County legislature OKs funding for sheriff’s new 9-1-1 center

 — Enterprise file photo

First opened in 1948, Clarksville Elementary School was put on the National Register of Historic Places in 2008.

NEW SCOTLAND — The Albany County Legislature this week unanimously approved $8.33 million in construction contracts to turn the former Clarksville Elementary School into the county’s Emergency 9-1-1 Communications Center.

Sheriff Craig Apple told members of the legislature’s public works committee on Aug. 24 that, barring the full legislature voting down the project, “we anticipate putting a shovel in the ground in about 25 [to] 30 days.” 

A year ago, citing coronavirus concerns and major savings to taxpayers, Apple requested and received permission to move the 9-1-1 center from its planned location at the Shaker Place Nursing Home in Colonie to the sheriff’s public-safety building in Clarksville. 

The new communications center comes with a $9.2 million price tag, which likely includes soft costs such as architectural, engineering, and legal fees, as well as permits, taxes, and insurance.

The project came in $800,000 above “where we thought but we’re still under” the original allotment, the sheriff told committee members on Aug. 24, attributing the overages to the high cost of materials throughout the pandemic.

Apple said that another unplanned cost was $200,000 to upgrade the former school’s septic system — the initial plans called for a tie-in to the existing and antiquated system, which proved unfeasible due to the eventual increase in staff that would be using the system.

Apple reiterated that his office remains under its original allotted amount for the project, adding there’s a 7-percent contingency built into the budget.  “I have no anticipation whatsoever of coming back here and begging for more money,” Apple told the committee. “I think we can still do this efficiently and under budget.”

Albany County’s current 3,000-square-foot 9-1-1 center at 449 New Salem Road is in a complex used by the county’s department of public works just down the road from the Voorheesville middle and high school campus. The 9-1-1 center was built in 1994, said Apple during an August 2020 meeting of the county legislature’s audit-and-finance committee.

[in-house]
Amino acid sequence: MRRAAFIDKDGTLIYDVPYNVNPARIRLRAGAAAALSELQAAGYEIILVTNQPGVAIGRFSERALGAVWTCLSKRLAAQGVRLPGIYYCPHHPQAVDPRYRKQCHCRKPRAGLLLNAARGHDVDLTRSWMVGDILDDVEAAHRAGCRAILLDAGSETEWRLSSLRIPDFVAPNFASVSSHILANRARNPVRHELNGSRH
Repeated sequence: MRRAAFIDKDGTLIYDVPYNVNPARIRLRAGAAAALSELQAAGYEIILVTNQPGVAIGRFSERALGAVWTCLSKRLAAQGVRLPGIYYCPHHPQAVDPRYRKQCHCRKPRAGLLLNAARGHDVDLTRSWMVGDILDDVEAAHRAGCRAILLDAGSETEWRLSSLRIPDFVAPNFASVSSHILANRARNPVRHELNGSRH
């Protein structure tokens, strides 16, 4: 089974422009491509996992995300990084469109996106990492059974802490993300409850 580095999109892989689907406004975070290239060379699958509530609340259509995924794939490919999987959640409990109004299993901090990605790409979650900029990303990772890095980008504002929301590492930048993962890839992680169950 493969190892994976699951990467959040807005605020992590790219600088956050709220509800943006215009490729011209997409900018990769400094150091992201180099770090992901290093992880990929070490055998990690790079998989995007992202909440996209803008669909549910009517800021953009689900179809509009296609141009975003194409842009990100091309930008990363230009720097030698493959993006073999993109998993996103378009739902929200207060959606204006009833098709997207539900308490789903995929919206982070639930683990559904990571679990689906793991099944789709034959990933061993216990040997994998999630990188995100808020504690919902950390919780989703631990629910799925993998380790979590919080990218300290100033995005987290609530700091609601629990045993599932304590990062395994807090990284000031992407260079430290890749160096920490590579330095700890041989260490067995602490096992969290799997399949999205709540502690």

“At that point, we answered for one law-enforcement agency, five EMS agencies, and six fire departments,” he told committee members last year, and the facility was supposed to accommodate just three dispatchers, two clerks, and a station commander.

The building had received “no renovations whatsoever” in the quarter-century since, Apple said at the time, but now it houses 30 dispatchers, three information-technology staffers, two clerks, one sheriff’s deputy, and a station commander.

The county’s current 9-1-1 service center “was built to handle 10,000 calls a year — we now handle 12,000 calls per month,” Apple said in August of last year; the center now dispatches for six law-enforcement agencies, six emergency medical service agencies, and 15 fire departments.

The upgraded facility will house 17 dispatchers at any given time and 40 call-takers, Apple told the legislators.

The 9-1-1 facility was originally slated to be built inside Albany County’s recently-rehabilitated nursing home in Colonie, but Apple told the committee that the decision to move to Clarksville was a cost-saving measure.

Apple said that building the 9-1-1 center at the nursing home would have cost $13.5 million to $15 or $16 million. He attributed the cost difference to having to install specialty materials to match the new nursing home. 

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